In the clinical trials promoted by Pharmactive, Alberto Espinel, Head of R+D, said that stress is measured by the analytical gold standards recommended by international authorities. “For instance, EFSA recommends gathering scientific evidence by validated psychometric tools, such as self-reported or clinical scales or questionnaires, even with diagnostic meaning. Therefore, the studies have been carried out with the use of DASS-21, POMS and other successful questionnaires. Additionally, as the Authorities recommend, we have also studied the changes in biological parameters associated with acute responses to psychological stress (e.g. salivary cortisol or heart rate) as supportive evidence.”
Getting the right subjects
Arjuna Joint Managing Director, Benny Antony, PhD, explained that everything from climate, job conditions, relationships, health issues, and sleep must all be taken into account. “One way of overcoming the situation is to increase the sample size. Doing a multi-centric placebo controlled double blinded study can also help in reducing the study related bias.”
“Stress can be attributed to a variety of factors, so when studying stress in healthy populations something that KGK carefully considers is the inclusion and exclusion criteria of a study to ensure we select the right participants for the study,” said Lewis. “We also strive to be comprehensive in the information we collect from participants such as demographics, dietary patterns, sleep, exercise, alcohol, smoking and cannabis use, and environmental sources of stress such as work and lifestyle. In our experience, having this information available helps us better understand the results at the end of the study. Individual responses to stress can be unique, so having a keen understanding of the population allows us to explain potential inter-individual variability and to further elaborate on the nuances associated with specific study ingredients or products. We know that many of the biomarkers used to measure stress have a diurnal pattern, for which levels change during the day. A great example of this is cortisol. Levels of cortisol are highest within 30 minutes of waking and decrease over the course of the day. When designing a study, we need to consider the transient nature of these biomarkers. The time points chosen to collect a biomarker must be consistent for each participant and the whole population to provide meaningful results.”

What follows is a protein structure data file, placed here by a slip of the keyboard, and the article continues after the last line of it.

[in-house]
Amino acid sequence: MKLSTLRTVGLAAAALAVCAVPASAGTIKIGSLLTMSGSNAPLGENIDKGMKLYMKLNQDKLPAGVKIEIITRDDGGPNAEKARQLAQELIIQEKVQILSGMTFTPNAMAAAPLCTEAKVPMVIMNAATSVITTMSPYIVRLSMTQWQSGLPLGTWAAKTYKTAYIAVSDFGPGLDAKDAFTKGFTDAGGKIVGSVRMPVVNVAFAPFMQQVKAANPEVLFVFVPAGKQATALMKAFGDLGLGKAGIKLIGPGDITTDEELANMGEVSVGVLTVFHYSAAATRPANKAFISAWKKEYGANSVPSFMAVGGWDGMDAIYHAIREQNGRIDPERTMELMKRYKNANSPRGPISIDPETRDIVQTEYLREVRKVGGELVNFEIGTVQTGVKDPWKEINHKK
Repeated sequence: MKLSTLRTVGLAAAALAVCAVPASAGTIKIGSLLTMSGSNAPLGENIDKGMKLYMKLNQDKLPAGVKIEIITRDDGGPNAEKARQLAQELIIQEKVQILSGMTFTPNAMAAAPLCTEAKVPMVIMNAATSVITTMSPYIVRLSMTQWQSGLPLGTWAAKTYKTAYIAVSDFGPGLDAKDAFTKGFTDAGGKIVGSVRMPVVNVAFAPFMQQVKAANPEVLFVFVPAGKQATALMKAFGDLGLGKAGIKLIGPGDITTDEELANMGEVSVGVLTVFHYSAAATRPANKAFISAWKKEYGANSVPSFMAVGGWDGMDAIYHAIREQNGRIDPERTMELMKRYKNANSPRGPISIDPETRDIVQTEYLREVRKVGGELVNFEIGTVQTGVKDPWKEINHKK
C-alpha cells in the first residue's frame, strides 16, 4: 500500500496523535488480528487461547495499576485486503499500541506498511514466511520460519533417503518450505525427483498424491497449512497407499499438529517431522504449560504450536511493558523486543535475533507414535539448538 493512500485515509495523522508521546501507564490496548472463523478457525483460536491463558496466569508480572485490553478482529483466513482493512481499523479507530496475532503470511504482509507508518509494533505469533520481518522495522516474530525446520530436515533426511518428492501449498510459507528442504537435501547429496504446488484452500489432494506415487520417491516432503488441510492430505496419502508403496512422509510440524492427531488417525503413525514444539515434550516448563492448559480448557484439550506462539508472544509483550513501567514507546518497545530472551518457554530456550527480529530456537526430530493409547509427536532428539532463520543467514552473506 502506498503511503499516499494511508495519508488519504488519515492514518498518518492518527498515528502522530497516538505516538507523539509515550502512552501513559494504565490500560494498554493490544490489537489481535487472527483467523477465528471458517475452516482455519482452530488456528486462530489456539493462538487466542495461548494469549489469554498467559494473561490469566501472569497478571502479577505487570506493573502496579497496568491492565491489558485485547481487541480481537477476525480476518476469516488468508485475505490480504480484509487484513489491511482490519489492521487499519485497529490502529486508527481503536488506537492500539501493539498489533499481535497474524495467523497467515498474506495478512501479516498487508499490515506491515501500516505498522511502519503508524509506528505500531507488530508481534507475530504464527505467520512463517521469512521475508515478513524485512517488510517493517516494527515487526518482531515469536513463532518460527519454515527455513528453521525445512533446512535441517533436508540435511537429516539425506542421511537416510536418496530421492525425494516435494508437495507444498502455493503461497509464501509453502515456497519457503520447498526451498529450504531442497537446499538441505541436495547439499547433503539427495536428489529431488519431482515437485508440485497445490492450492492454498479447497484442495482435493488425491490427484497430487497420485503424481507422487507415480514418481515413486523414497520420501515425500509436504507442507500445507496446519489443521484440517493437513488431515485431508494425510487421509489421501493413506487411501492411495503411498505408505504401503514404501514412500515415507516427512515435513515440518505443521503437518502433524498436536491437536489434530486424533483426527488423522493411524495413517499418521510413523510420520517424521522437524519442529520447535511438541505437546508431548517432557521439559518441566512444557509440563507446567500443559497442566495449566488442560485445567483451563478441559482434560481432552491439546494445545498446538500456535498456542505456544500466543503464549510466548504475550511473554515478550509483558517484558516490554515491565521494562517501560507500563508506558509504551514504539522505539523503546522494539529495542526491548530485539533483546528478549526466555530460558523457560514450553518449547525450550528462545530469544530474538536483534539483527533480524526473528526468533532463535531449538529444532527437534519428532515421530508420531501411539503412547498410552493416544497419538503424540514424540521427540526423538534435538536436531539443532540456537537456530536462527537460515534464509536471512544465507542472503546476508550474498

Cook said determining what data is available on the specific product or ingredient being studied is very important when mapping out other key features of a quality study design, including determining participant demographics and any confounding factors that may impact results along with what outcome measures will best represent a response to a specific stressor. “At Biofortis, one approach used to study psychosocial stress responses during an intervention trial is a computerized cognitive function testing lab. Additionally, recent advances in technology have expanded our capabilities to conduct ‘virtual’ studies using electronic data capture tools and conducting e-visits where participants interact with study personnel online.”
Stress and disease
An overwhelming number of studies have linked psychological stress to disease development. In order to properly address this, Crosswell and Lockwood encourage the adoption of more precise language when writing about stress in academic papers, more careful selection of stress measures, with a focus on validated measures when possible, and theoretically driven integration of mechanistic pathways linking stress to health outcomes.
“The ultimate goal of having sophisticated research on the relationship between stress, health, and well-being is to develop evidence-based ways to help people thrive in our stress-filled world,” the authors concluded.
Source: Health Psychology Open
2020-07 DOI: 10.1177/2055102920933072
Best practices for stress measurement: How to measure psychological stress in health research
A Crosswell et al.